COVID-19 Global Roundup: Lockdown loosening mulled as crisis eases

Editor's note: This is the 39th article in the COVID-19 Global Roundup series. Here is the previous one.

As the global health crisis appears to ease in some parts of the world, several governments are now contemplating plans to reopen their economies. While the resolves to ward off the tremendous consequences already caused by "draconian" lockdowns are strong among these countries, the potential health risks of easing lockdowns have driven them to act with great caution. 

In the U.S., seven Northeastern states and three West Coast states banded together on Monday in regional pacts to forge coordinated, gradual economic reopening as the coronavirus outbreak finally appeared to be ebbing, while stressing the need for precautions to avoid a resurgence of infections.

Announcements from the New York-led group of East Coast governors, and a similar compact formed by California, Oregon and Washington state, came after President Donald Trump declared that any decision on restarting the U.S. economy was up to him.

New York Governor Andrew Cuomo said he was teaming up with his counterparts in adjacent New Jersey, Connecticut, Delaware, Pennsylvania and Rhode Island to devise the best strategies for easing stay-at-home orders imposed last month to curb coronavirus transmissions.

Massachusetts later announced it was joining the East Coast coalition.

"Nobody has been here before, nobody has all the answers," said Cuomo, whose state has become the U.S. epicenter of the global coronavirus pandemic, during an open conference call with five other governors. "Addressing public health and the economy: Which one is first? They're both first."

The three Pacific Coast states announced they, too, planned to follow a shared approach for lifting social-distancing measures, but said they "need to see a decline in the rate of spread of the virus before large-scale reopening" can take place.

The 10 governors, all Democrats except for Charlie Baker of Massachusetts, gave no timeline for ending social lockdowns that have idled the vast majority of more than 100 million residents in their states. But they stressed that decisions about when and how to reopen non-essential businesses, along with schools and universities, will put the health of residents first and rely on science rather than politics.

The announcements came as signs emerged that the crisis had peaked. At least 1,500 new U.S. fatalities were reported on Monday, far below last week's running tally of roughly 2,000 deaths every 24 hours. Cuomo, whose state accounts for the largest number of cumulative deaths, over 10,000, said on Monday that "the worst is over" for his state.

Trump, a Republican who before the pandemic had touted a vibrant U.S. economy as the centerpiece of his November re-election bid, has pressed repeatedly in recent weeks for getting Americans back to work soon. Ahead of the governors' announcement on Monday, he insisted he had unilateral authority for ending the lockdowns that have strangled the U.S. economy, throwing at least 17 millions Americans out of work in just three weeks.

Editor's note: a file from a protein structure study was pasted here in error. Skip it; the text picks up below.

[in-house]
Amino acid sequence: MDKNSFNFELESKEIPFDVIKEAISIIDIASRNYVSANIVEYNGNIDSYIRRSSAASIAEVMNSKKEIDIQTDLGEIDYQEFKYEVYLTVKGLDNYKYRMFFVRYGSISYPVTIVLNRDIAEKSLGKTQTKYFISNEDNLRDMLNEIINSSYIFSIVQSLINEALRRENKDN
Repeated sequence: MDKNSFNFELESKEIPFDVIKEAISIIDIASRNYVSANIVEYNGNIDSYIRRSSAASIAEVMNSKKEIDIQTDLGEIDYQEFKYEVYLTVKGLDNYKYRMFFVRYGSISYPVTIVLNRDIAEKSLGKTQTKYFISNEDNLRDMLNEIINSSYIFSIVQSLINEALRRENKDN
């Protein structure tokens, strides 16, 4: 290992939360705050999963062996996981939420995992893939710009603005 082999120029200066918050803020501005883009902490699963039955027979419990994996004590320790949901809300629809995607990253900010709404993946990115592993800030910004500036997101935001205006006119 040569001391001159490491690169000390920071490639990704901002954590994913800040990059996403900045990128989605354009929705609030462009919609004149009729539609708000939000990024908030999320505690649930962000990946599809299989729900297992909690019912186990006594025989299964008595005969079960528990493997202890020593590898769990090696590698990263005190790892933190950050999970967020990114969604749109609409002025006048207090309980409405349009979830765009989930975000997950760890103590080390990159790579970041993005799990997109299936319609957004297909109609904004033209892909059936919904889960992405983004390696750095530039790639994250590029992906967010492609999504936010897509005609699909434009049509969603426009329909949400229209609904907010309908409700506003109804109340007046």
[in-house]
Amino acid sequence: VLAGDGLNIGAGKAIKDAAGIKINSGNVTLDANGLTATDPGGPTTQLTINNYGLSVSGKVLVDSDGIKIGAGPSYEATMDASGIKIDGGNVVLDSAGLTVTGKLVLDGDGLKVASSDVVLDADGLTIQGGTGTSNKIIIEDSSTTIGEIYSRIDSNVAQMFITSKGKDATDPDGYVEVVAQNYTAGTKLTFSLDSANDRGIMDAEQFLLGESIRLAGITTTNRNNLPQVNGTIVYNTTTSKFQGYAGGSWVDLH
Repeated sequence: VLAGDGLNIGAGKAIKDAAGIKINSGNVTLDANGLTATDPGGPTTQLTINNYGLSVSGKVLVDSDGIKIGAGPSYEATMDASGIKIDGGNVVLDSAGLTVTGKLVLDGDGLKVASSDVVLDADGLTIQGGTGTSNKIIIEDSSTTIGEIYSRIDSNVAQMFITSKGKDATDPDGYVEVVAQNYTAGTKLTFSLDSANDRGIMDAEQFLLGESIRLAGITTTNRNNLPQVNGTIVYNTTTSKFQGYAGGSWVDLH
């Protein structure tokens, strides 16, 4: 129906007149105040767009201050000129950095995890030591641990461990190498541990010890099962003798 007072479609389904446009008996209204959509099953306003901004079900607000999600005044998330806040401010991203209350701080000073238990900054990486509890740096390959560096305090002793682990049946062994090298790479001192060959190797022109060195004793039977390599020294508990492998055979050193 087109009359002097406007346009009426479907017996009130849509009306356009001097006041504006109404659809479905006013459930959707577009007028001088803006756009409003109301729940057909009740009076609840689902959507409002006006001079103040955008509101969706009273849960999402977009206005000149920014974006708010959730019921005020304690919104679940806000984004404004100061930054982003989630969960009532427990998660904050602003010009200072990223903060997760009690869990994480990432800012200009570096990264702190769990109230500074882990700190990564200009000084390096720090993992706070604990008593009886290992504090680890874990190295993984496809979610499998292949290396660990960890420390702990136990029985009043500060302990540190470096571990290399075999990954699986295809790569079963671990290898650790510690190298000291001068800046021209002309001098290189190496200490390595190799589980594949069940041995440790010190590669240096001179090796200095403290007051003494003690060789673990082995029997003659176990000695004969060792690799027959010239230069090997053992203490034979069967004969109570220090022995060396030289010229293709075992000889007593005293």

Legal experts say the president has limited power under the U.S. Constitution to order citizens back to their places of employment, to require cities to reopen government offices and transportation, or to order local businesses to resume.


Pressed on the question of whether governors or the federal government would make the decision to re-open schools and closed businesses, Trump insisted he had the ultimate authority.

"The president of the United States calls the shots," Trump told a White House briefing after the announcements by the governors. "That being said, we're going to work with the states." He did not offer specifics about his claim of authority over the states or any details of his plan to reopen the economy.

Political leaders said a reopening of the economy may hinge on more widespread testing to better determine the full extent of infections and cautioned that lifting stay-at-home orders prematurely could reignite the outbreak.

The Trump administration has signaled May 1 as a potential date for easing the restrictions. 

In Europe, a more noticeable drop in new confirmed cases and the number of deaths has prompted actions as well as considerations to loosen the stringent confinement measures. Some governments have either faced mounting pressure to call off restrictions or presented tentative measures to revive part of the economy. 

Germany, with daily new cases and death toll beginning to fall, sees growing sentiments of discontent with the still-in-place lockdown measures. The country reported 2,537 new confirmed cases and 126 more deaths Monday marking the third consecutive day of decline. 

The declining figures come amid shocking reports of people attacking German police; groups of people attacked German police with iron bars and threw stones when the officers tried to disperse them.